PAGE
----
Multifactor authentication is not all it’s cracked up to be
The recent spate of phishing attacks against identity-based authentication shows the extent to which MFA defenses can crumble, even under unsophisticated tactics.
Cybersecurity professionals and authorities resoundingly agree MFA in any form is better than single-factor authentication, such as a username and password combo, but its strength resides on many variables, most of which are unattended to or unmet.
Configurations that depend on email, text messages or unmanaged devices that might contain malware create weaker methods of authentication.
“As we have seen, cyber predators have found MFA workarounds,” said Ron Westfall, senior analyst and research director at Futurum Research. Too many organizations limit their use of MFA with these methods when stronger MFA controls can be achieved with cryptographic techniques, authentication apps and physical keys, he said.
MFA isn’t a panacea for cyber woes — just ask some purveyors of MFA services that have been targeted and beaten at their own game.
“MFA has been universally accepted as a secure design inclusion, and even before these types of attacks became common, the idea that MFA will solve authentication security forever without introducing other unknown risks is an illogical one,” Casey Ellis, founder and CTO at Bugcrowd, said via email.
Twilio’s widely-used two-factor authentication service was compromised in August after multiple employees were duped into providing their credentials to threat actors.
The attack, part of a larger campaign that compromised at least 10,000 user credentials, spread to 163 Twilio customers, including Okta and Signal, and traveled downstream to many of their respective users’ credentials.
MFA wasn’t enough to stop attacks against Cisco or Uber, either.
MFA in its assorted schemes
The most broadly adopted systems of MFA rely on human behavior, which opens organizations to multiple paths for attack.
Text messages, email, and one-time passwords are susceptible to adversary-in-the-middle attacks that allow threat actors to bypass MFA.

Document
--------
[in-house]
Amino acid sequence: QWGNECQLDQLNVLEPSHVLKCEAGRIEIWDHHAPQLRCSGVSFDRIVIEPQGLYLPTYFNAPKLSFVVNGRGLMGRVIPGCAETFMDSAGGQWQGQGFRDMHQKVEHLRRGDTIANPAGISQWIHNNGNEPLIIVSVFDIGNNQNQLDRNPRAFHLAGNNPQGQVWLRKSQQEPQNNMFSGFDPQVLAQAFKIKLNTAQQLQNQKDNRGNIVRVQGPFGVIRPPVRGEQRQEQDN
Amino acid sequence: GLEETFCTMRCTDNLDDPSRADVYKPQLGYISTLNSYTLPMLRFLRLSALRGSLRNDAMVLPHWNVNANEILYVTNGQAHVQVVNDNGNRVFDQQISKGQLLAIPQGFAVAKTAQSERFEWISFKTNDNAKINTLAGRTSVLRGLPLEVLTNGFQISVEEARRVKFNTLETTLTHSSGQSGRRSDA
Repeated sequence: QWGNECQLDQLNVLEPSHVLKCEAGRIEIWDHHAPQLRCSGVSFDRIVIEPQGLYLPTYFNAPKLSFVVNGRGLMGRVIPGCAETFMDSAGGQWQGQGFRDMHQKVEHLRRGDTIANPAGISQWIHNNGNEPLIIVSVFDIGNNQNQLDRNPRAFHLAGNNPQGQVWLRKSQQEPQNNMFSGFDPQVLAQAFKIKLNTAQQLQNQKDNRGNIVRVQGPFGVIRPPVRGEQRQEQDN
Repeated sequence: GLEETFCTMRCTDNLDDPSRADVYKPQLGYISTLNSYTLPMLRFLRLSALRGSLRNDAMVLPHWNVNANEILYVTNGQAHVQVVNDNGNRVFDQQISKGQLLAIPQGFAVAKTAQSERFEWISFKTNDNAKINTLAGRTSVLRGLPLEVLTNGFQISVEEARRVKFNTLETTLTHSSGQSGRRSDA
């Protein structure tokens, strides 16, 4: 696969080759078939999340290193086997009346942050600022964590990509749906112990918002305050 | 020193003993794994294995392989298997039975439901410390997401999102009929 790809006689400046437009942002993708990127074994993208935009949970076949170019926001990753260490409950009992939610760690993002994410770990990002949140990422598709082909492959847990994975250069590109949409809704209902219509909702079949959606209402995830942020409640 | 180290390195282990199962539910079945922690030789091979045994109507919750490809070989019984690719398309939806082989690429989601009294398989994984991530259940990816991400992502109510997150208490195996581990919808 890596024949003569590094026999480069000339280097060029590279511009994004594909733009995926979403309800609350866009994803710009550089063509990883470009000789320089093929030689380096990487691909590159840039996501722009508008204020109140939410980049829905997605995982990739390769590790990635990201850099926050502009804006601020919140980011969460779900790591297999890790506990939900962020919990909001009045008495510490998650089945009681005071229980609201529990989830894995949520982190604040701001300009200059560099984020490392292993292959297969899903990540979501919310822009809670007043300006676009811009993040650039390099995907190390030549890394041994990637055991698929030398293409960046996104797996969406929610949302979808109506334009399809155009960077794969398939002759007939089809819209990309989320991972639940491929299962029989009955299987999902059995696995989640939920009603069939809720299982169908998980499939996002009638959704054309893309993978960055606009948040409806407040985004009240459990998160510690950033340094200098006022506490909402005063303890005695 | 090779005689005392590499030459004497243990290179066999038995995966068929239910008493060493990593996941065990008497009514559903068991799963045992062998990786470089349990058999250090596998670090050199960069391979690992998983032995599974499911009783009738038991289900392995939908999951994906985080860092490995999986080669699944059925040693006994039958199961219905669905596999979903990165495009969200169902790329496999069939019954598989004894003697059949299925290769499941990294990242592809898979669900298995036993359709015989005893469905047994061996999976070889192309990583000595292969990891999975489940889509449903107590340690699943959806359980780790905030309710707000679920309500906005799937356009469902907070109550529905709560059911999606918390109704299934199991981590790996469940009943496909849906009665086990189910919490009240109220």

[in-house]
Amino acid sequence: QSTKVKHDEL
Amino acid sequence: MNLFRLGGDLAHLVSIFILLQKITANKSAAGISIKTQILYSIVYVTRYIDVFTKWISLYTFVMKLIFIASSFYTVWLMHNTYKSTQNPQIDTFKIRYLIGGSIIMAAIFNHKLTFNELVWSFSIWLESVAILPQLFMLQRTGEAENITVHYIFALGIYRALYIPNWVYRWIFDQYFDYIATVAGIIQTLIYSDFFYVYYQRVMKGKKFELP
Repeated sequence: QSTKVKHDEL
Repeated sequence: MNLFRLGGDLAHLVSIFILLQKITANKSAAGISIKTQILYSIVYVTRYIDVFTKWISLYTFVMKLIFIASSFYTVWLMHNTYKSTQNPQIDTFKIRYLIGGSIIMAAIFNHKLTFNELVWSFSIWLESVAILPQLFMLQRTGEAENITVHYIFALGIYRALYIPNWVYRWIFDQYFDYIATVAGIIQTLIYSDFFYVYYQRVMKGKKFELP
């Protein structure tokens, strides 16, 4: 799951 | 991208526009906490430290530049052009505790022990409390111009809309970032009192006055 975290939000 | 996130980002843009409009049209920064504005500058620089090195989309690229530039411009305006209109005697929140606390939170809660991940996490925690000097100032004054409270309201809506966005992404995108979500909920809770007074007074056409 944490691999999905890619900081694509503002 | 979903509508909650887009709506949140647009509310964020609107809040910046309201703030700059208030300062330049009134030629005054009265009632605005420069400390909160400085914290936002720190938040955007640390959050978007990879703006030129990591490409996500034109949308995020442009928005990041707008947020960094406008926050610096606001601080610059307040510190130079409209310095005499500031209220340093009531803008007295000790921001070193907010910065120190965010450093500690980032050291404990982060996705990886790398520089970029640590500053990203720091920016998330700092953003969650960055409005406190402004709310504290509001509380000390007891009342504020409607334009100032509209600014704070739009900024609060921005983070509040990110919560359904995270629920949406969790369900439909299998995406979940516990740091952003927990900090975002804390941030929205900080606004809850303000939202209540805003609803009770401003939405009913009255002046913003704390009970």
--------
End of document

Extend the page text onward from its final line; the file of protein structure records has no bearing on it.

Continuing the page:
“Many organizations and users rely on phone numbers as digital identity devices for which they are not purpose-designed,” Westfall said.
“In the event of a stolen or compromised smartphone or device, an attacker can transfer the phone number and key data to themselves or a collaborator to receive the authentication requests — an avoid at all costs scenario,” Westfall said.
Email- and text-based MFA should only be used when no alternatives are available, Jason Rebholz, CISO at Corvus Insurance, said via email.
“Not all forms of MFA are created equal,” Rebholz said. “The reality is that most MFA implementations do rely on human behavior and decision making. Hackers exploit this with new techniques like MFA prompt bombing, which aims to annoy the user into clicking ‘approve’ to make the prompts stop.”
Factors that increase MFA vulnerabilities
Human involvement, the first and foremost factor that imposes additional vulnerabilities on MFA, is often unavoidable.
“It can be argued in today’s threat landscape that while having any form of MFA is better than no MFA, text message and email-based MFA is considered broken,” Daniel Thanos, VP of Arctic Wolf Labs, said via email.
“These methods of MFA are vulnerable to exploitation of human behavior. And while they do make it more difficult for a threat actor to compromise an account, they can be bypassed via MFA fatigue and SIM-swapping techniques,” Thanos said.
It’s not so much that MFA is too reliant on human behavior, but rather that most forms of authentication inherently involve a human.
“Without the human, MFA wouldn’t have context to exist in the first place,” Ellis said.
Ultimately, MFA is only as strong as the weakest link in the supply chain and the resilience of each individual using it.
For example, “it would be somewhat pointless to use email-based MFA if your email itself does not have MFA,” Sounil Yu, CISO and head of research at JupiterOne, said via email.
MFA creates one barrier in the way of threat actors, but organizations that overburden this layer of defense can and will be reminded of its shortcomings the hard way.
“Every security innovation is eventually bypassed. MFA ups the game for attackers and makes it harder, but security is never done,” said Peter Firstbrook, research VP at Gartner. “We have to assume failure and prepare for these types of bypasses, rather than keep searching for the perfect authentication method.”